The list could have gone in a different direction, of course, with a "dark list" honoring the individuals who've done the most to make 2013 such a dismal year for the Middle East. Assad surely would deserve to be on it, for figuring out how to survive at any cost. And Iran's Quds Force commander, Qassem Soleimani, rather than Rouhani, would probably claim a place for mastering the art of foreign support for a local proxy.

For instance, Time's popular vote winner for Man of the Year, Gen. Abdel Fattah el-Sisi, clearly had a massive impact on Egypt's political trajectory in 2013. But FP was right to leave Egypt's coup leader off its Leading Global Thinkers list. Military coups led by generals who believe that the army must rescue the nation from disastrous civilian politicians and then attempt to rule through a personality cult and compliant civilian front men are historically a dime a dozen. Perhaps in a few years, after the inevitable failure unfolds, Sisi can get together for tea with Gen. Pervez Musharraf and talk about the virtues of rescuing democracy from civilian politicians. In the meantime, though, a coup that empowered the security services, badly divided activists, unleashed mass violence and repression, delegitimized the very concept of democracy, and broke Egyptian politics for years to come should probably qualify him for the wall of shame.

Egyptian Muslim Brotherhood leaders such as former President Mohammed Morsy and 2011 FP Honoree Khairat al-Shater should probably be on the dark list, too. They failed utterly when given a historic opportunity to govern, proving wholly unable to forge a workable political consensus or to deliver on basic governance. It would have been far better had their incompetence been punished at the polls, of course. Egypt, and the entire region, would be a better place had a chastened President Morsy been forced to acknowledge his failures and change his governing style after anti-Brotherhood forces thrashed Islamists in parliamentary elections this year. But either way, in a single year, Morsy's failed presidency mortally damaged a mainstream Islamist political project which had been developed over decades.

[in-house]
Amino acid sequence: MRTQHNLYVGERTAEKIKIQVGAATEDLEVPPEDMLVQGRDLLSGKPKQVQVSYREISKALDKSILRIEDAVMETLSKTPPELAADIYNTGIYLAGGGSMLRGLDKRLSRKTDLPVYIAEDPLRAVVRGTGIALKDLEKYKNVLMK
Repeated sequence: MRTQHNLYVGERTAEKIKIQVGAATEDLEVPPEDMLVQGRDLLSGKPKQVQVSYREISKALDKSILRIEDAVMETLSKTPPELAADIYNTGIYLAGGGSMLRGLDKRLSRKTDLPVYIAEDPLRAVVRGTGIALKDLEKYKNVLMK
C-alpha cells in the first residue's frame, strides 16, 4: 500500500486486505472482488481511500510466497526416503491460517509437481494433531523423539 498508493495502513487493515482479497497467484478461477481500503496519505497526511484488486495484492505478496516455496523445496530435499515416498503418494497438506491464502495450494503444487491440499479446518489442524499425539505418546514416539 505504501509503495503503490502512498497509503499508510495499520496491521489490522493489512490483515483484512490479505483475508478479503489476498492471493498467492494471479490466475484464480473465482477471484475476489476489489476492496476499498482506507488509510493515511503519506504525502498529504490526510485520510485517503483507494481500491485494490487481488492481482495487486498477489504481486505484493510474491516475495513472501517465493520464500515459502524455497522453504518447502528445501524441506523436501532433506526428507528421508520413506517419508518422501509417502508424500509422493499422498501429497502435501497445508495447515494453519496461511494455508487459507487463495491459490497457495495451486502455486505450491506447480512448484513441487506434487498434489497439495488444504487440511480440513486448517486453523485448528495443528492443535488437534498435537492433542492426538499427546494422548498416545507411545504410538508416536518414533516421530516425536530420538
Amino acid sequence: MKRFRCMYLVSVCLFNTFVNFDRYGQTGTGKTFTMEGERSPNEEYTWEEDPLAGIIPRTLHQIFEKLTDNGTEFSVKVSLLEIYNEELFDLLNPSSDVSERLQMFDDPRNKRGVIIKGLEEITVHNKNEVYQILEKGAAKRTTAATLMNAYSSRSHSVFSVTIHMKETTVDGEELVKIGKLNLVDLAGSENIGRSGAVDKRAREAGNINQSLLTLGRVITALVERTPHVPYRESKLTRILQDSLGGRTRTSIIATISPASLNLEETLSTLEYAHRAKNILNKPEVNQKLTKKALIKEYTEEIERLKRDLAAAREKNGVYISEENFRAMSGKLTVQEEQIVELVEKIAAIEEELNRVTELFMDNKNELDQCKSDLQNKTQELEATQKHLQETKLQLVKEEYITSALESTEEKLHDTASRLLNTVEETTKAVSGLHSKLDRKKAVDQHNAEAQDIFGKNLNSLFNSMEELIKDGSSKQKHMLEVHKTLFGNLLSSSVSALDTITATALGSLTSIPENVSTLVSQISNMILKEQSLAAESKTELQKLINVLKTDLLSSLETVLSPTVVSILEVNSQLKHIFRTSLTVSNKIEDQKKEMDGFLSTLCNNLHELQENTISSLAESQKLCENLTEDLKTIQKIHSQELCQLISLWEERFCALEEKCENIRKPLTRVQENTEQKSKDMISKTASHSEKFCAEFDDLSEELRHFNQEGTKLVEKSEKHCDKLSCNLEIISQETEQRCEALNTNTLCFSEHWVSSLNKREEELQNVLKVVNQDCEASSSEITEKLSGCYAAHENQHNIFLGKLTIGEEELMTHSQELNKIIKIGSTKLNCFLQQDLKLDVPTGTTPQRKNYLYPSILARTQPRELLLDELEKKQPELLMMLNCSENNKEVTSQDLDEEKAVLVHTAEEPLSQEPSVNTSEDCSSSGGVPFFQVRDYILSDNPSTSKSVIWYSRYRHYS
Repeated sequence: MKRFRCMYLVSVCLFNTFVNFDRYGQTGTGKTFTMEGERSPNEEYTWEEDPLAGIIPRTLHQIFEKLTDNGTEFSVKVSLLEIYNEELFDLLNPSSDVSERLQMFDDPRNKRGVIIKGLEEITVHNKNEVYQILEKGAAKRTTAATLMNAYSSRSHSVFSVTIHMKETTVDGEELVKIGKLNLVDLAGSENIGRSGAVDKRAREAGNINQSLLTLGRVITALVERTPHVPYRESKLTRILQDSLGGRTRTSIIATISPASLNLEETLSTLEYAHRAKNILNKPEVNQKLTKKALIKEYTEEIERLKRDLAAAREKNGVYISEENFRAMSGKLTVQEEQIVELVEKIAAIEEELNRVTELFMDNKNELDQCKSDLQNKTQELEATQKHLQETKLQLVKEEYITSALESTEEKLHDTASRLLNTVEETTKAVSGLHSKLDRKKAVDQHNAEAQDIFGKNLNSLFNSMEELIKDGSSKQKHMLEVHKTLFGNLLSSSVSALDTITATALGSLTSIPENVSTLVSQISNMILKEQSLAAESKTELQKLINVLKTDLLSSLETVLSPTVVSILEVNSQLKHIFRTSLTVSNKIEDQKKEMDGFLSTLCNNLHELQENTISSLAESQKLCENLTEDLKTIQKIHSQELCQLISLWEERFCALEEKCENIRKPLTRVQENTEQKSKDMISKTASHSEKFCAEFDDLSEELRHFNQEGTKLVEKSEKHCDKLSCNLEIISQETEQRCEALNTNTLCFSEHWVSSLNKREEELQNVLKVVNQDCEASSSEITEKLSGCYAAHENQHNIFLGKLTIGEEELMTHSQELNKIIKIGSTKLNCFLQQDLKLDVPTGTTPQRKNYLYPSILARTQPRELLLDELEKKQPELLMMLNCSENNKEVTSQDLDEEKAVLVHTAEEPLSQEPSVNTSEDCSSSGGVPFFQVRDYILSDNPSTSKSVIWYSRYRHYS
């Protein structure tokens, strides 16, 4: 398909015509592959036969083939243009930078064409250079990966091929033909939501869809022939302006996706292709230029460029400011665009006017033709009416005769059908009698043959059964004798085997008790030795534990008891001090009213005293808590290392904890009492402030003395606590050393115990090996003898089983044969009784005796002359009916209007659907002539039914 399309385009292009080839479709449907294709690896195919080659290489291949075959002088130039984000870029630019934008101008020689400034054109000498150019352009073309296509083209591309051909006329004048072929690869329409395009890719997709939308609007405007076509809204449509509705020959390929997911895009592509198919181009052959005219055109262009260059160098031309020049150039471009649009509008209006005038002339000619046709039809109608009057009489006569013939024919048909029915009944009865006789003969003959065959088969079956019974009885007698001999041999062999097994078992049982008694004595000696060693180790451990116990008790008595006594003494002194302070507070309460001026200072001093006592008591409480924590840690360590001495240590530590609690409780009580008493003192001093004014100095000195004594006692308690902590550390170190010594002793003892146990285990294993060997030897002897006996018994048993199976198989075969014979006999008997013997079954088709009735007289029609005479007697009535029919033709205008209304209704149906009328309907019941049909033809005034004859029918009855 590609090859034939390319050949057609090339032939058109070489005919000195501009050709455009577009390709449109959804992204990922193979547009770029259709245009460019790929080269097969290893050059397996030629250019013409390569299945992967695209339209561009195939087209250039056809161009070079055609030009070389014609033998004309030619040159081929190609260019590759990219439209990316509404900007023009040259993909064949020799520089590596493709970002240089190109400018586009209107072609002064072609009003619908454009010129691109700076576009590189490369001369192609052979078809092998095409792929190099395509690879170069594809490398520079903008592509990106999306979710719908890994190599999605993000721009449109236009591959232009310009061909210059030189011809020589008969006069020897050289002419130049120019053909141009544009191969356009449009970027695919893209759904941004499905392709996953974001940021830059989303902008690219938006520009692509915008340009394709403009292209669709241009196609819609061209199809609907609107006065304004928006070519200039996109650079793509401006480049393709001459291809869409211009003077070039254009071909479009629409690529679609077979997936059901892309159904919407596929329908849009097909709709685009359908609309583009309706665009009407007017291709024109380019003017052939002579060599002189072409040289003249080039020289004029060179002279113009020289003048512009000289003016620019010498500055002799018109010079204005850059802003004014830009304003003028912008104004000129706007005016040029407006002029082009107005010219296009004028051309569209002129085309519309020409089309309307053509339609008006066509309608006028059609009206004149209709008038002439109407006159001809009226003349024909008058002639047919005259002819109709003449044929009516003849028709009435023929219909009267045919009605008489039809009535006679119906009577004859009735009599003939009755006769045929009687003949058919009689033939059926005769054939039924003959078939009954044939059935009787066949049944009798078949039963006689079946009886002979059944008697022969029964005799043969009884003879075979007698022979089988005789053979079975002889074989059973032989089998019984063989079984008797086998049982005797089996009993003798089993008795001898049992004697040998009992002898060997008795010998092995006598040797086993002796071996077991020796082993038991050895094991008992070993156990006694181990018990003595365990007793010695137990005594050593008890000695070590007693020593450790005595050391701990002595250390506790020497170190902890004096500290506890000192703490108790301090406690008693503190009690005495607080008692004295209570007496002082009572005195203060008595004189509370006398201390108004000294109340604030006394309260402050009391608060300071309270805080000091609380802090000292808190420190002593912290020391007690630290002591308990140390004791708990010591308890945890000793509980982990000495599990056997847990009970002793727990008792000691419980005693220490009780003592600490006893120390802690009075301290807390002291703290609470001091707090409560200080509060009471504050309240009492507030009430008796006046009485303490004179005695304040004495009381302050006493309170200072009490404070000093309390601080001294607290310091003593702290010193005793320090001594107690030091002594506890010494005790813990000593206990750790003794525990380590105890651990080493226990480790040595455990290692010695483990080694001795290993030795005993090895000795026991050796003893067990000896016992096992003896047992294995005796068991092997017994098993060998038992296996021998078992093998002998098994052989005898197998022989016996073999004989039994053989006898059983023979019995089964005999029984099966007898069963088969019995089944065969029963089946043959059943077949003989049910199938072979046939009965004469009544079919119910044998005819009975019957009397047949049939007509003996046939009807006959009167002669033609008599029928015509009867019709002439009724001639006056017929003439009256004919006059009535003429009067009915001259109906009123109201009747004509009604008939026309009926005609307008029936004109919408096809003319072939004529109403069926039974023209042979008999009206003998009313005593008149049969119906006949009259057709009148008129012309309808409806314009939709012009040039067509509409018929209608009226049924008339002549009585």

Several Gulf leaders could easily make this list as well. True, it doesn't take that much deep thought for those monarchs to have stayed in power the last few years, given billions of dollars, aggressive and pervasive security services, and supportive foreign partners. It's hard to even contemplate that the region's leading thinkers might actually be the monarchs who are jailing citizens for sarcastic tweets -- to say nothing of their brutal repression of activists calling for political reform. But more thought, perhaps, has gone into their efforts to block hopes of democratic change and foment sectarian tension beyond their borders. Egypt's military coup and the subsequent repression and impunity might not have held up without extremely generous financial support from the Gulf. And Syria's conflict might not have descended into today's brutal sectarian war and jihadi revival had the Gulf states not been so keen on pouring guns and cash into their preferred armed groups.

The dark list should also recognize the jihadist thinkers and activists who brought al Qaeda and its affiliates back from the abyss so effectively. Whatever the actual role of the remnants of al Qaeda Central in guiding this new jihadist wave, Ayman al-Zawahiri seems to have had some useful thoughts on how al Qaeda could survive the death of Osama bin Laden. Leaders of jihadist factions fighting in Syria -- such as Abu Mohammed al-Jolani of Jubhat al-Nusra, Abu Bakr al-Baghdadi of ISIS, and Hassan Aboud of Ahrar al-Sham -- seem to have developed some innovative and effective thoughts on how to combine social services and rebel governance with insurgency and radical ideology. If it's intellectuals we want, how about Abu Musab al-Suri, the grand theorist of the leaderless jihad? And then there's the public Islamists of the Gulf, from Doha-based Yusuf al-Qaradawi to Kuwait's Nabeel al-Awadhy, who provided mainstream religious and intellectual sanction to the Syrian jihad.